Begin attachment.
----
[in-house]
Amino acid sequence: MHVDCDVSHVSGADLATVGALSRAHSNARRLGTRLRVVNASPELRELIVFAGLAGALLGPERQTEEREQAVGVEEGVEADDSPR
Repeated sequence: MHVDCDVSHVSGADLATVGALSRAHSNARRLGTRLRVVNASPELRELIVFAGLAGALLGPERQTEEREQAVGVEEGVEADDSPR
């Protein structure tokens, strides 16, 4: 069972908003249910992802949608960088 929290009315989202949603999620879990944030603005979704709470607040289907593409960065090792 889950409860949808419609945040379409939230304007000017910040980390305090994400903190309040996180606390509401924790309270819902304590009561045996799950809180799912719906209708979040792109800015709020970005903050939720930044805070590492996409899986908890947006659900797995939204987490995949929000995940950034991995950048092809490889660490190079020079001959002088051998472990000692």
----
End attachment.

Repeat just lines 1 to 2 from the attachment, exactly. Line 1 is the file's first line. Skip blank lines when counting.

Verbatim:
[in-house]
Amino acid sequence: MHVDCDVSHVSGADLATVGALSRAHSNARRLGTRLRVVNASPELRELIVFAGLAGALLGPERQTEEREQAVGVEEGVEADDSPR